Two recent meta-analyses indicate that chondroitin sulfate may be useful in the treatment of osteoarthritis.

In all, there were 13 studies (six involving glucosamine and seven involving chondroitin sulfate).
All 13 studies found positive results in hip or knee osteoarthritis. The authors of the meta-analysis judged a trial positive if there was 25% or more improvement in the treatment group compared with placebo. 

In clinical trial devil’s claw was found to reduce pain associated with osteoarthritis as effectively as the slow-acting analgesic/cartilage-protective drug.  In a double-blind, randomized, multicentre clinical study, the efficacy and tolerance of a herbal medicine product, Harpadol (6 capsules/day, each containing 435 mg of powdered cryoground powder Harpagophytum procumbens), was compared with diacerhein 100 mg/day in the treatment, for 4 months, of 122 patients suffering from osteoarthritis of the knee and hip. Assessments of pain and functional disability were made on a 10 cm horizontal visual analogue scale; severity of osteoarthritis was evaluated by Lequesne’s index. Spontaneous pain showed a significant improvement during the course of the study and there was no difference in the efficacy of the two treatments. Similarly, there was a progressive and significant reduction in the Lequesne functional index and no statistical difference was found between Harpadol and diacerhein. At completion of the study, patients taking Harpadol were using significantly less NSAIDs and antalgic drugs. The frequency of adverse events was significantly lower in the Harpadol group. The most frequent event reported was diarrhea, occurring in 8.1% and 26.7% of Harpadol and diacerhein patients respectively. The global tolerance assessment by patients at the end of treatment favoured Harpadol. The results of this study demonstrate that Harpadol is comparable in efficacy and superior in safety to diacerhein. (7)

The dried aqueous extract of Harpagophytum procumbens (Pedaliaceae) and its main iridoid glycoside, harpagoside, have been evaluated for anti-inflammatory and analgesic effects in mice and rats, in order to validate or invalidate the involvement of this compound in such properties. This extract exerted significant and dose-dependent anti-inflammatory and analgesic effects, from the dose 100 mg of dried secondary roots/kg, the first being obtained on an acute inflammatory process (carrageenan-induced edema test in rats) and the second being obtained against a chemical stimulus (writhing test in mice). Harpagoside does not appear to be involved in anti-inflammatory properties, since this iridoid glycoside did not protect against carrageenan inflammatory effects when it was used at 5 and 10 mg/kg; 5 mg corresponding to the quantity contained in 400 mg of dried secondary roots. The main iridoid glycoside of H. procumbens appears to be implicated in the peripheral analgesic properties of this species, but other compounds have to be involved, since the dose of 10 mg/kg exerted a significant protective effect. The absence of the activity of H. procumbens after an acid treatment (0.1 N hydrochloric acid), stomach, suggests the use of a suitable galenic preparation in order to protect the active principles from the action of the acid released in the stomach. (8)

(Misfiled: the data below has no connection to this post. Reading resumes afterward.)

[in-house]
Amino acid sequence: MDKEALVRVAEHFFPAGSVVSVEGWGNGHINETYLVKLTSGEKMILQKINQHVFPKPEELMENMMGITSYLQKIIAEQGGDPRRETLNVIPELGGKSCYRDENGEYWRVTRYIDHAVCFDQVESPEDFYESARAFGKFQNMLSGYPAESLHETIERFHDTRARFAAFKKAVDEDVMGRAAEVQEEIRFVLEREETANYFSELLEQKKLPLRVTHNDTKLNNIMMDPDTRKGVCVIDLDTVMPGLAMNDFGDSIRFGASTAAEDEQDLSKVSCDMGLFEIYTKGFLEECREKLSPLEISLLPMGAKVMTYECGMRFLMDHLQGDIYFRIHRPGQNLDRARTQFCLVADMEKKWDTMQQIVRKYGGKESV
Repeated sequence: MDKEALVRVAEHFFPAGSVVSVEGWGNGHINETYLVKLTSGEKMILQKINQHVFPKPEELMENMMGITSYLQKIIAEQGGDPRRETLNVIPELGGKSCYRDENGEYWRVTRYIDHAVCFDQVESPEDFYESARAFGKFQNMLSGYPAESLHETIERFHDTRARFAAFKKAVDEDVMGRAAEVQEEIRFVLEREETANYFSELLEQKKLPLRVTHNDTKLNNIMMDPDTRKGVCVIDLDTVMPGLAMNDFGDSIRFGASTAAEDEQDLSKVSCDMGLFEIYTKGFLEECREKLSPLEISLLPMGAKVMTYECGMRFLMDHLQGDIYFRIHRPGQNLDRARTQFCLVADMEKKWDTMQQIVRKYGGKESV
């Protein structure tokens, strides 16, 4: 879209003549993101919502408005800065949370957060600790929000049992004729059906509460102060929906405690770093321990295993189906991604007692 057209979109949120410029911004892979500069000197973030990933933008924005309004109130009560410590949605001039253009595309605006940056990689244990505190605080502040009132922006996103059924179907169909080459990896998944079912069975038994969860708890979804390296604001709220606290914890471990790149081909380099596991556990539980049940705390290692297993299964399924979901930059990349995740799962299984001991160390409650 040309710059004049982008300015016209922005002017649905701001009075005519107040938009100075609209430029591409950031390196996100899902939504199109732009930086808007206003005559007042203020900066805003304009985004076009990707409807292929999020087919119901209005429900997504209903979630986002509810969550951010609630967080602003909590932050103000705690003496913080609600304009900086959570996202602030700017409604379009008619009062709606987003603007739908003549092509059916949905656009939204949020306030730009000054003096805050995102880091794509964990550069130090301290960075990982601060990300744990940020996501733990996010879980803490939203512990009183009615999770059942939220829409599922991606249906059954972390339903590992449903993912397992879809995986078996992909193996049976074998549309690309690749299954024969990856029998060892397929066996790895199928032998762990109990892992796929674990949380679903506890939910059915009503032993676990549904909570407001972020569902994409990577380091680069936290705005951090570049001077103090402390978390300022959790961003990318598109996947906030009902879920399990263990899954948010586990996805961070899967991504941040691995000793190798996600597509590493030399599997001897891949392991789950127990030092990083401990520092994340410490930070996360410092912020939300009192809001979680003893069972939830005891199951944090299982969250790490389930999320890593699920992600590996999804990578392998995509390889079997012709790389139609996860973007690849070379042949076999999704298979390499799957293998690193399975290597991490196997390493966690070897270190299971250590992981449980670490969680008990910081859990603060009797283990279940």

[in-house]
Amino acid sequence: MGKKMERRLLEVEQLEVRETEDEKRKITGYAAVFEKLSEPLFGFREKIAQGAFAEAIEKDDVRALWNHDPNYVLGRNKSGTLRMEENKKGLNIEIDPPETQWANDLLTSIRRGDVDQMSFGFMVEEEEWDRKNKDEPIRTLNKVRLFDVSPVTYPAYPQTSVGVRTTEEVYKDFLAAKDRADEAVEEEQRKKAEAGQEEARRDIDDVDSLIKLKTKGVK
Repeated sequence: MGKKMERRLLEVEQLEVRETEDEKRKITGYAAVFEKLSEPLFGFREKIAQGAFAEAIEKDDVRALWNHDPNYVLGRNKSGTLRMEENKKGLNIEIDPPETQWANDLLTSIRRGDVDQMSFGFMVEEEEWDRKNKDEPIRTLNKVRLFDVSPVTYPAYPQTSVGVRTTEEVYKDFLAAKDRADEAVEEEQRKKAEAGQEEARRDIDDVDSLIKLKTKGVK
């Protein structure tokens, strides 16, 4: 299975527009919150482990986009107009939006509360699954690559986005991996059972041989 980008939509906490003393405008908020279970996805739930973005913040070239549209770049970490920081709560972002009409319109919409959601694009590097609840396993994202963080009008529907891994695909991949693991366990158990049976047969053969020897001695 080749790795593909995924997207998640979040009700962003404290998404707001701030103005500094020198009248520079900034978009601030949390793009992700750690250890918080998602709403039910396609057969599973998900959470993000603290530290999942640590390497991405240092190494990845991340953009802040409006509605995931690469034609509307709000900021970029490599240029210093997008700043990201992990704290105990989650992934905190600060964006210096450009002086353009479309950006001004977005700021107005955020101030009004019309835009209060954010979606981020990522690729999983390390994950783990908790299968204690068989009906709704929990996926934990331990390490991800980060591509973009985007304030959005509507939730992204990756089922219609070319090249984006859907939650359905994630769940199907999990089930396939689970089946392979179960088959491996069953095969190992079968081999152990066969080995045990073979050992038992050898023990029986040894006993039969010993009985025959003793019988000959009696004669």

1. Delafuente JC. Glucosamine in the treatment of osteoarthritis. Rheum Dis Clin North Am. 2000 Feb; 26(1): 1-11.

2. Rindone JP, Hiller D, Collacott E, Nordhaugen N, Arriola G. Randomized, controlled trial of glucosamine for treating osteoarthritis of the knee. West J Med. 2000 Feb; 172(2): 91-4.

3. Müller-Fassbender H, Bach GL, Haase W, Rovati LC, Setnikar I. Glucosamine sulfate in osteoarthritis of the knee. Osteoarthritis Cartilage 1994; 2:61-69.

4. Zhang WB, Zhuang CY, Li JM, Yang ZP, Chen XL. Efficacy and safety evaluation of glucosamine hydrochloride in the treatment of osteoarthritis. Zhonghua Wai Ke Za Zhi. 2007 Jul 15;45(14):998-1001.

5. Reginster JY, Deroisy R, Rovatti LC, et al. Long-term effects of glucosamine sulphate on osteoarthritis progression: a randomized, placebo-controlled clinical trial. Lancet 2001; 357:251-256.

6. Kerzberg EM, Roldan EJA, Castelli G, Huberman ED. Combination of glycosaminoglycans and acetylsalicylic acid in knee osteoarthritis. Scand J Rheumatol 1987;16:377-380.

7. Leblan D, Chantre P, Fournie B. Harpagophytum procumbens in the treatment of knee and hip osteoarthritis. Four-month results of a prospective, multicenter, double-blind trial versus diacerhein. Joint Bone Spine. 2000;67(5):462-467.

8. Lanhers MC, Fleurentin J, Mortier F, Vinche A, Younos C. Anti-inflammatory and analgesic effects of an aqueous extract of Harpagophytum procumbens. Planta Med. 1992 Apr;58(2):117-23.